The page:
The Blacklist Is Going To End With The Craziest Finale Ever, Thanks Quarantine

The Blacklist Raymond Red Reddington NBC

(Image credit: Sony Pictures Television)

Who is ready for The Blacklist’s Season 7 finale, but also not wanting the season to come to an end? Same. The crime drama will be coming to an early close due to the coronavirus pandemic and subsequent quarantine for the cast and crew. There is some excellent news, though. The Blacklist is going to end with what may be its most ambitious finale -- and certainly its craziest -- to date.

Diego Klattenhoff previously teased that The Blacklist’s Season 7 finale would totally work as a season-ender despite not being the one originally planned for the show. There is just one thing: Production on that episode was not completed when filming ended. So, what has The Blacklist done about that? As seen in the promo photo above, the NBC drama got incredibly creative.

NBC has announced that that the hit show will combine live-action footage with “graphic novel-style animation” (seen above) to wrap up Season 7. Yes, The Blacklist is getting animated. In fact, the Season 7 finale was only halfway through filming when production ended. Instead of ending with Episode 18, The Blacklist went another route.

Producers ingeniously (in my opinion) decided to utilize animation to flesh out the episode and have the actors record their dialogue from home. In an impressive sign of how far modern technology has come, editors and animators finished their work on the Season 7 finale remotely. And you thought Red had all the best twists up his sleeve.

In the Season 7 finale, the Task Force will work to locate an accountant for criminals in the search for the hour’s titular “Kazanjian Brothers.” Meanwhile, Liz is said to face a “momentous decision.” Could this connect to what James Spader teased about how The Blacklist closes out the season? Or that big family fight? While you think about that, check out an animated Liz and Red squaring off below:

The Blacklist Raymond Red Reddington Elizabeth Liz Keen NBC

(Image credit: Sony Pictures Television)

One of the many interesting things about this reveal is what has previously been teased about the Season 7 finale. One of those things being that late actor Brian Dennehy, who played Liz’s grandpa Dom Rostov, would return to the show. The Blacklist’s creator, Jon Bokenkamp, confirmed that fans would see him in the season-ender. This could be a lot easier in this format.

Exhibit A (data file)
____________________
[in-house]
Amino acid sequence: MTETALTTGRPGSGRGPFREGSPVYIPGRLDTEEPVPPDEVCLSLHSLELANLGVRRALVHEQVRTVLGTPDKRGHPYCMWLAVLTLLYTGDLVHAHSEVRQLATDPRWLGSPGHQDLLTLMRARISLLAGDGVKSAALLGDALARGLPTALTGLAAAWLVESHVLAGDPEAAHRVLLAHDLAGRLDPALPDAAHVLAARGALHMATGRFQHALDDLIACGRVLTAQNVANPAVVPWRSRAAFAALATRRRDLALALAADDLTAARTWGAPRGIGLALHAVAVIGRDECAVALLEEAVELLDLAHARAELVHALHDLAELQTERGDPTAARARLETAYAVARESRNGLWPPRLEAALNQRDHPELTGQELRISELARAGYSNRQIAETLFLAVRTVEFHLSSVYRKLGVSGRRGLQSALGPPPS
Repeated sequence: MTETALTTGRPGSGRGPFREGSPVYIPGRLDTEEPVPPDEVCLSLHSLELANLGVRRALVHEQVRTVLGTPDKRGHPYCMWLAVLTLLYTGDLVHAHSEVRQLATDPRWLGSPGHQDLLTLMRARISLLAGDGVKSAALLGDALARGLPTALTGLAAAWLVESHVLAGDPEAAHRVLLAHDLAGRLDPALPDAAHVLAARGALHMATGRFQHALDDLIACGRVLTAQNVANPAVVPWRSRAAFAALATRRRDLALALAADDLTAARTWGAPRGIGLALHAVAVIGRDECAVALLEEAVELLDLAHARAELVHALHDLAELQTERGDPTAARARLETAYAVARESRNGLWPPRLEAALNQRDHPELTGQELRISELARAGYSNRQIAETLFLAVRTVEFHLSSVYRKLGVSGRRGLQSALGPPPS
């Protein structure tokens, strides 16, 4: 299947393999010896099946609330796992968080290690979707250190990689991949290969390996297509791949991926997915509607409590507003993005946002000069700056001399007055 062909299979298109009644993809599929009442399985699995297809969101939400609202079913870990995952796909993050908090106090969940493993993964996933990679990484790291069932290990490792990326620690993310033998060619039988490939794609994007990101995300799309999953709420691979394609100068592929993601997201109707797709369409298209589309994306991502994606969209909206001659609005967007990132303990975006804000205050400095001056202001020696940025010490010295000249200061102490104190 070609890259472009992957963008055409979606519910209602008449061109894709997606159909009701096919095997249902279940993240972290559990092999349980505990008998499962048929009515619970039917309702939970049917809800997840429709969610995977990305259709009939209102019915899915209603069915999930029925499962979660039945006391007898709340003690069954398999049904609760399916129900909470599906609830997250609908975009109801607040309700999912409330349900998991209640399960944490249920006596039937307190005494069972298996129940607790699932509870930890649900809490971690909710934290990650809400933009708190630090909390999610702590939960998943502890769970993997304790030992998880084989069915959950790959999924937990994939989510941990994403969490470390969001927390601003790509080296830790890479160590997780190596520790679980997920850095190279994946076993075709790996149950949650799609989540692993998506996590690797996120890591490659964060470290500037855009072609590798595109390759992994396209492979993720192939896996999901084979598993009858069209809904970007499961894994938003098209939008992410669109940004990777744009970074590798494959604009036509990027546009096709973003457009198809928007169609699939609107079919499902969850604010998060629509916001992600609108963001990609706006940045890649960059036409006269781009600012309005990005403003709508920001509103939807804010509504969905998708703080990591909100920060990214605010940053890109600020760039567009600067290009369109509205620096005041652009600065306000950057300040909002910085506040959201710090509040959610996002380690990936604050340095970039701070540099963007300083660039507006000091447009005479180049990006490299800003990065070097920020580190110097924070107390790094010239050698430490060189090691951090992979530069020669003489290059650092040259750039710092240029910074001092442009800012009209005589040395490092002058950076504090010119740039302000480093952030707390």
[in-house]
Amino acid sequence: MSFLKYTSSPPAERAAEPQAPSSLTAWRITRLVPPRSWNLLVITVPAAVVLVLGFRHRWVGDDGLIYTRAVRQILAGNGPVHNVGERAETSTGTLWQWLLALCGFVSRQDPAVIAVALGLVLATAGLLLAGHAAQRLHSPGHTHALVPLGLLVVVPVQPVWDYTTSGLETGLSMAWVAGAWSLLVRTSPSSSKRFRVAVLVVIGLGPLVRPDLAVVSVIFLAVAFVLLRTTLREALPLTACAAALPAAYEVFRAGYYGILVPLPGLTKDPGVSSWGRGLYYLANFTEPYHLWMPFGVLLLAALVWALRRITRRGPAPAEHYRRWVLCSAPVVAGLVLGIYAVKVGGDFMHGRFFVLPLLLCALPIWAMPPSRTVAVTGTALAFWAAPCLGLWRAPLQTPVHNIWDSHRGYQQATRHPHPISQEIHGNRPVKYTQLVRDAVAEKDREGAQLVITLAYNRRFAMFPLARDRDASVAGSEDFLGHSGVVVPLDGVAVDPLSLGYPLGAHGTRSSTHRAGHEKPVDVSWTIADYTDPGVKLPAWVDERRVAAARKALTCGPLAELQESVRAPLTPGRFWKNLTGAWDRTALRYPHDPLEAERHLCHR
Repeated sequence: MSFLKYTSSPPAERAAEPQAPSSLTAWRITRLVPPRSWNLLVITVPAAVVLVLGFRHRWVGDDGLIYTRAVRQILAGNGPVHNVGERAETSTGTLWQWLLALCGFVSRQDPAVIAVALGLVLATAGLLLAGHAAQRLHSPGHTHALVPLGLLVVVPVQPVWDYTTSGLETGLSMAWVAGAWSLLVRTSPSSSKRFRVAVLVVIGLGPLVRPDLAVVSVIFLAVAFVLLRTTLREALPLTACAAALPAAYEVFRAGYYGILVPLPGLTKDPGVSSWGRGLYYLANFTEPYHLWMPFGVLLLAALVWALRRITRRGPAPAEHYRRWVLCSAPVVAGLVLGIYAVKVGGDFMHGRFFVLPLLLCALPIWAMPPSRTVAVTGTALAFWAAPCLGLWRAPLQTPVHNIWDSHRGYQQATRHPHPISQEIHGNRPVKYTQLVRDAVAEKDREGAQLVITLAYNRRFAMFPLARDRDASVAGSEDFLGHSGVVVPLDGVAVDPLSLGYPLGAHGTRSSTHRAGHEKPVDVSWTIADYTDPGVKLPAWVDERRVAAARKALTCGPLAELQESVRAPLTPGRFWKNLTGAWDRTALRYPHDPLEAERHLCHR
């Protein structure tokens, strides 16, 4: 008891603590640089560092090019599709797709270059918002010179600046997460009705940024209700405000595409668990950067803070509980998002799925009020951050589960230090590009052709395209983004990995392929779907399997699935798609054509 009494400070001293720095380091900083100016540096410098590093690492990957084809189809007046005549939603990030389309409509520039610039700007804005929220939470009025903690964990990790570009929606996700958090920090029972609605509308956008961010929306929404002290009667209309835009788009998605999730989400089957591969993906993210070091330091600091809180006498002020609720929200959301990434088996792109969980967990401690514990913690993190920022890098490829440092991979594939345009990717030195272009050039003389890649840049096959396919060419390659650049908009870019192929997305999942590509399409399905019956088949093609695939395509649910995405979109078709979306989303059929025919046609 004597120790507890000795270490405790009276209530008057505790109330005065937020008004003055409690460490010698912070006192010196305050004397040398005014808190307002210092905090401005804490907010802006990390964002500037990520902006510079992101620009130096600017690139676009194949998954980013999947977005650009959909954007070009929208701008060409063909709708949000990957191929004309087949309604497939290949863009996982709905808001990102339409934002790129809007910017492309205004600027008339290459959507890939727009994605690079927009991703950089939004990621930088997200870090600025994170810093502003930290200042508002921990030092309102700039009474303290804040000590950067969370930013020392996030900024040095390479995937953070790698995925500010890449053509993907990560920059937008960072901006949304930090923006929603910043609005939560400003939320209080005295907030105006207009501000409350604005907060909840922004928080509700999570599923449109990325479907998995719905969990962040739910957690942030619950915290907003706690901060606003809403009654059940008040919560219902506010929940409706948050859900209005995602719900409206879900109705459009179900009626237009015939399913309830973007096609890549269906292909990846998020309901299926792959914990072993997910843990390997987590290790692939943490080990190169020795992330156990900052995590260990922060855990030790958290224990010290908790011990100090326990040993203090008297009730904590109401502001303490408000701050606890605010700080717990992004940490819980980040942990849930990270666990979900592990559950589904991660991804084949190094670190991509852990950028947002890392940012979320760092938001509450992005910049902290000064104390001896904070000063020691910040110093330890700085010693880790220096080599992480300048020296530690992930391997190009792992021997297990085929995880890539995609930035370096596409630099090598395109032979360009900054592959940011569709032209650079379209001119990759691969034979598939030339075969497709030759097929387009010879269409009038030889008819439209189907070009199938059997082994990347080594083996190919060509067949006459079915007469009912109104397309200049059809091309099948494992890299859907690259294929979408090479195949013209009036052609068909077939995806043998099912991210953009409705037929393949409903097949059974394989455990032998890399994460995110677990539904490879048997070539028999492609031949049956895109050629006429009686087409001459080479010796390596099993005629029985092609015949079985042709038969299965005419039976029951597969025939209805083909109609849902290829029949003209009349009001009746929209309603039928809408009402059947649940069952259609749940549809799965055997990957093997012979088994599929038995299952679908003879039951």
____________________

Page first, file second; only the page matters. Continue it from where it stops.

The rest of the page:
At the time, Jon Bokenkamp mentioned using already-shot footage with previously filmed material to complete things. Does this mean that Dom’s scenes will not get the animated treatment? Stay tuned. Based on the promotional photos from The Blacklist finale’s animated portion, Dom’s granddaughter Liz and his friend (of sorts) Red, will.

Regardless of how the episode plays out, The Blacklist is clearly finding an inventive way to complete Season 7 ahead of Season 8. On a related note, I think choosing to finish the season with animation is a beyond ambitious twist that the already renewed series will easily be able to pull off.

It totally fits with The Blacklist. The show had a comic book back in 2015, per THR. So, I welcome the chance for it to bring a comic book feel to its Season 7 finale. It is classic Blacklist to go all-out with a finale, anyway and this seems like a pretty over-the-top way to go. Hopefully, fans will edge a little closer to the reveal of Red’s real identity and getting an answer in animated form would be a fun way to learn that vital info.

Tune in to the animation-infused Season 7 finale of The Blacklist when it airs Friday, May 15, at 8 p.m. ET on NBC. In the meantime, check out past Blacklist finales streaming on Netflix, along with lots of 2020 arrivals. After Season 7 finishes, this summer’s premieres will be available to keep fans’ minds occupied.

Britt Lawrence

Like a contented Hallmark movie character, Britt happily lives in the same city she grew up in. Along with movies and television, she is passionate about competitive figure skating. She has been writing about entertainment for 5 years, and as you may suspect, still finds it as entertaining to do as when she began.